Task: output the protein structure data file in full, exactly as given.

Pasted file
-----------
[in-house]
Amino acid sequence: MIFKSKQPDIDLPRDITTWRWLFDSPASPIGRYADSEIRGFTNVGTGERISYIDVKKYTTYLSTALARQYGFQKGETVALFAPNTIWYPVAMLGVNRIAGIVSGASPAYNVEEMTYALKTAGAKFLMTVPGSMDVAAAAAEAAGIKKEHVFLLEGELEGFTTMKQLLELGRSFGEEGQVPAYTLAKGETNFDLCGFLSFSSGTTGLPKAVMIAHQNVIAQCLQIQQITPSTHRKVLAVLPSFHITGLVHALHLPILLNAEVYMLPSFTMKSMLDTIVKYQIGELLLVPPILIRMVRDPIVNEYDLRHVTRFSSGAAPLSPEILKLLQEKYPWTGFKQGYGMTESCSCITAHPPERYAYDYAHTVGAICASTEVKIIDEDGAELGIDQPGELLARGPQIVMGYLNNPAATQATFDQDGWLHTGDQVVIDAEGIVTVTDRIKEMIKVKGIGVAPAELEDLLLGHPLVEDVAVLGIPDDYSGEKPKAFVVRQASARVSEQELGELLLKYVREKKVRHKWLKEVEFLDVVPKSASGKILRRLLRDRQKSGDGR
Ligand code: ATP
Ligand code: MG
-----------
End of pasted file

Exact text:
[in-house]
Amino acid sequence: MIFKSKQPDIDLPRDITTWRWLFDSPASPIGRYADSEIRGFTNVGTGERISYIDVKKYTTYLSTALARQYGFQKGETVALFAPNTIWYPVAMLGVNRIAGIVSGASPAYNVEEMTYALKTAGAKFLMTVPGSMDVAAAAAEAAGIKKEHVFLLEGELEGFTTMKQLLELGRSFGEEGQVPAYTLAKGETNFDLCGFLSFSSGTTGLPKAVMIAHQNVIAQCLQIQQITPSTHRKVLAVLPSFHITGLVHALHLPILLNAEVYMLPSFTMKSMLDTIVKYQIGELLLVPPILIRMVRDPIVNEYDLRHVTRFSSGAAPLSPEILKLLQEKYPWTGFKQGYGMTESCSCITAHPPERYAYDYAHTVGAICASTEVKIIDEDGAELGIDQPGELLARGPQIVMGYLNNPAATQATFDQDGWLHTGDQVVIDAEGIVTVTDRIKEMIKVKGIGVAPAELEDLLLGHPLVEDVAVLGIPDDYSGEKPKAFVVRQASARVSEQELGELLLKYVREKKVRHKWLKEVEFLDVVPKSASGKILRRLLRDRQKSGDGR
Ligand code: ATP
Ligand code: MG